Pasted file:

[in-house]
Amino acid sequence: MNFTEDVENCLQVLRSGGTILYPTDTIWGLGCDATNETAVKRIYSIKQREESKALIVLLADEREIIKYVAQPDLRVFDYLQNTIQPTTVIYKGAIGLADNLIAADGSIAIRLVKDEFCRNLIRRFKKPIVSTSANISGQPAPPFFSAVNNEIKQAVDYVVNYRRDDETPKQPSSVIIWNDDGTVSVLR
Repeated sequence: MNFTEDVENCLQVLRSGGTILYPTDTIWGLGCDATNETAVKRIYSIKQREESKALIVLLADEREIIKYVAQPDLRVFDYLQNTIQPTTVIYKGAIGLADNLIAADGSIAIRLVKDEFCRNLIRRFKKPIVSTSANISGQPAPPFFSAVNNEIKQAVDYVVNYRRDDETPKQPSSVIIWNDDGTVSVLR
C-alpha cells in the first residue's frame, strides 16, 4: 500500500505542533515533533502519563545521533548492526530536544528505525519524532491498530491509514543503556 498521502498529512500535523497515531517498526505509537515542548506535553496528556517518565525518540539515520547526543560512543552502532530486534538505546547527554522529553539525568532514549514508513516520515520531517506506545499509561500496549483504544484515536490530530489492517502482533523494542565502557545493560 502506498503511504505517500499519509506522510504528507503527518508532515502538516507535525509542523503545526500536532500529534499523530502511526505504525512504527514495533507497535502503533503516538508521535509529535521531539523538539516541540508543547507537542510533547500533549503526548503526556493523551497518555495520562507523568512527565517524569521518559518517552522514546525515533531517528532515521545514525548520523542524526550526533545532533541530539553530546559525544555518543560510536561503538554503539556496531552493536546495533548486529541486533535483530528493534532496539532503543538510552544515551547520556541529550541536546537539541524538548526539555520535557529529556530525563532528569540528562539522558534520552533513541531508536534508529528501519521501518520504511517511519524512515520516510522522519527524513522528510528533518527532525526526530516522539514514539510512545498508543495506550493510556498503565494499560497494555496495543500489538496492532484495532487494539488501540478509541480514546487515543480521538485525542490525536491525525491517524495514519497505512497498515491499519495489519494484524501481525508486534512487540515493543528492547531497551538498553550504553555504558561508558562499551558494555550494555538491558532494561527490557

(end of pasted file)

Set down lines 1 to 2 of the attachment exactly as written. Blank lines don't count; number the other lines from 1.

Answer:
[in-house]
Amino acid sequence: MNFTEDVENCLQVLRSGGTILYPTDTIWGLGCDATNETAVKRIYSIKQREESKALIVLLADEREIIKYVAQPDLRVFDYLQNTIQPTTVIYKGAIGLADNLIAADGSIAIRLVKDEFCRNLIRRFKKPIVSTSANISGQPAPPFFSAVNNEIKQAVDYVVNYRRDDETPKQPSSVIIWNDDGTVSVLR